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How People Learn: Brain, Mind, Experience, and School experiences and, 117–119, 120, 121, 124– 125, 126–127, 233 functional organization, 120–121, 122–123, 126 instruction and, 121–123 language and, 121–124, 127 learning and, 4, 114–115, 119–121 misconceptions about, 114 neural activity and, 119–120, 127, 276 plasticity, 123, 233, 276 social interaction and, 119, 126 synaptic connections, 116–118, 119–120, 122, 126 timetable for, 121–122, 126–127 Brain processes memory and, 124–126 silent areas, 114 Breadloaf Writing Project, 198 BreadNet, 198 Bridging strategy, 179, 180, 187 Bruer, John, 127 Bush, Vannevar, 213 C Calculus, 66 Case-based learning, 62, 77 Cat learning, 6–8 Causality biological, 4, 88–89, 90, 112 physical, 84–88 Challenge 2000 Multimedia Project, 222 Chèche Konnen approach, 183–184, 187, 241 Chess, 32, 34–36, 43, 56 Chicago Teachers Academy for Mathematics and Science, 195 Children’s learning, 234–235. See also Infant cognition biological causality, 4, 88–89, 90, 112, 233 caregiver-child interactions, 103–104, 112– 113 children’s conceptions of intelligence and, 82, 101–102 choosing strategies, 99–101 community environments, 82, 111, 113 conversational, 109–110 cultural factors, 23, 108–111, 113, 233, 276 eavesdropping, 109–110 guided learning, 102–111 inquiry-based, 107, 110–111 language, 4, 91–95, 102, 109, 112, 121 mathematics, 4, 12, 69, 71, 91, 92, 112, 137–138, 196 memory capacity and, 18, 58, 95–96 metacognition, 18–19, 21, 47, 82, 97–98 motivation, 61, 77, 101–102, 112 multiple intelligences and, 82, 101 multiple-strategy usage, 98–101 non-self-directed, 102 number concepts, 4, 91, 92, 112 observational, 109 physical concepts, 87–88, 102, 112 preconceptions, 10–12, 14–16, 19–20, 24, 70–71, 136, 153, 218, 236–237, 255, 261–262, 263 prior knowledge, 10–11, 14, 53, 54–55, 68–73, 78, 233 privileged-domain competencies, 81–82, 84–95, 102, 112 processing time, 58 reading, 105–108 reasoning complexity, 99, 138, 153 science, 138, 183–186 self-directed, 102 story-telling, 108 strategic competence, 82, 95, 96–98, 112 television and, 26, 82, 150 tool use, 87–88 Chunking/clustering technique, 32–33, 38, 52, 96–97 Classroom Action Research Network, 199 Classrooms communications technology for, 182, 219, 247 community connections, 25–26, 207–208, 224–226, 246 competitiveness of students, 146 environments for learning, 23–24, 144– 147, 154, 246, 247 Global Lab, 209 norms and expectations, 145–147, 188 research based in, 199–200, 248, 252–254, 255, 259 Classtalk, 182, 219 Coaching, 42, 68, 177–178, 180–182, 222–223 Cognitive and motivational factors, 280 representations and strategies, 65, 144, 145, 243 science, 8, 234, 244–245, 276, 279 Cognitively Guided Instruction Project, 197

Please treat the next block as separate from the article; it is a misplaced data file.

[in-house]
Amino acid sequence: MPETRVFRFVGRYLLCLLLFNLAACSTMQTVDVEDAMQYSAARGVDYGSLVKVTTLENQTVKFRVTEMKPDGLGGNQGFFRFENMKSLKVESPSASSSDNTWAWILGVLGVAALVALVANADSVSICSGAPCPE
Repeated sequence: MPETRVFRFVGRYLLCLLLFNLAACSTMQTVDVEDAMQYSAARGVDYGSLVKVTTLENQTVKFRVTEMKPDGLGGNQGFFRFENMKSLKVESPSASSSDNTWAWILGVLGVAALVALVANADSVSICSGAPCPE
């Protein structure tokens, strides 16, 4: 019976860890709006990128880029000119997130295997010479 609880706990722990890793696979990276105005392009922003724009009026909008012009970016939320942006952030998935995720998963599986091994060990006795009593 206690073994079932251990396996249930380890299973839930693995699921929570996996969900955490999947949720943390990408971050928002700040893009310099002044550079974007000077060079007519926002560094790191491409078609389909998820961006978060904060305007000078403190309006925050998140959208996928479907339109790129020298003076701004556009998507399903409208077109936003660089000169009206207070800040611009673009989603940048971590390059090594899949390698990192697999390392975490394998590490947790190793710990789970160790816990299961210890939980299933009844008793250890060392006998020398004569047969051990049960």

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How People Learn: Brain, Mind, Experience, and School Collaborative learning, 279–280 action research, 199 computer technology and, 209, 212–213, 219, 221 scientist-student partnerships, 209, 217 students, 74, 108, 141, 152, 182, 192, 222– 223 teachers, 195, 197–199 Communication. See also Internet cultural differences, 73, 108–111, 113 interactive, 207–208, 219, 262–263 mass media, 275–276 network, 220–221 research recommendations, 252, 253, 254, 262–263, 274, 282–283 Communities of learners, 100, 156–157, 168, 182, 199, 204 Communities of practice, 183–184, 197–198, 207–208, 209, 227–229, 243 Community learning environments broad community connections, 61, 147– 149, 154, 224–226, 245–246, 274 children’s learning and, 82, 111, 112 classrooms, 25–26, 144–147, 154, 246 computer technology and, 82, 212–213, 224–226, 227–228 schools, 147, 154 student-scientist partnerships, 209 for teachers, 27, 197–199, 204, 227–229 Competence, 237–238. See also Expert performance; Strategic competence zone of proximal development, 70–71, 72, 108 Competitiveness of students, 146 Comprehension-fostering activities, 107–108 Computational modeling research, 14 Computer language tasks, 53, 55, 60, 65 Computer programming experts, 33 Computer-Supported Intentional Learning Environments (CSILE), 219–220, 221, 227 Computer technology classroom communications systems, 182, 247 classroom-community connections, 82, 207–208, 209, 224–226 curriculum innovations, 4, 21, 68, 207– 213, 262–263 feedback through, 178, 182, 216–224, 243, 258 games, 16 importance, 206–207, 229–230, 233, 243, 247 Internet, 27, 209, 220, 224–226, 227–228, 243, 270, 282 recommendations, 243–244, 247, 255–256, 257, 258, 262–263, 269, 270, 277, 284 scaffolds and scaffolding, 68, 213–216, 243 science of learning, databases, 278–279 teacher learning opportunities, 194, 195, 198, 226–229, 269 tools, 21, 68, 74, 207, 213–216, 243–244, 247, 257 tutoring environments, 178, 221–224, 225 Concepts knowledge organized around, 9, 33, 36, 38, 42–44, 49, 181–182 representations of, 63, 65–66, 276 Conceptual change. See also Preconceptions science, 179–180, 184–186, 187 understanding, 70–71 Conceptual learning, 14–15, 16–17, 20, 50, 165–166, 260–261 conceptual structures, 9, 33, 36, 38, 40, 42–44, 49, 59, 65–66, 87, 181–182 Conditionalized knowledge, 42–44, 49, 59–60, 62, 197 Consciousness studies, 6 Constructivism, 10–11, 192, 195, 199, 277 Content knowledge. See Subject-matter (discipline) knowledge Content-process assessment framework, 143– 144 Context and access to knowledge, 9, 42–44, 49, 77 and language development, 94–95 and transfer of learning, 53, 62–63, 64, 78, 185, 236 Contextualized reasoning, 74–75, 78 Contrasting-cases strategy, 60, 78 Conversational learning, 109–110, 220, 225– 226 Cooperative learning, 192 Counting, 71, 78, 83, 91, 92, 98–99, 100, 165– 166, 167, 169, 196 Cultural practices children’s learning and, 23, 108–111, 113, 233, 276 classroom norms and, 146–147 communications, 73, 108–111, 113 enrollment demographics, 264 ethnography, 110–111 misinterpretation of, 151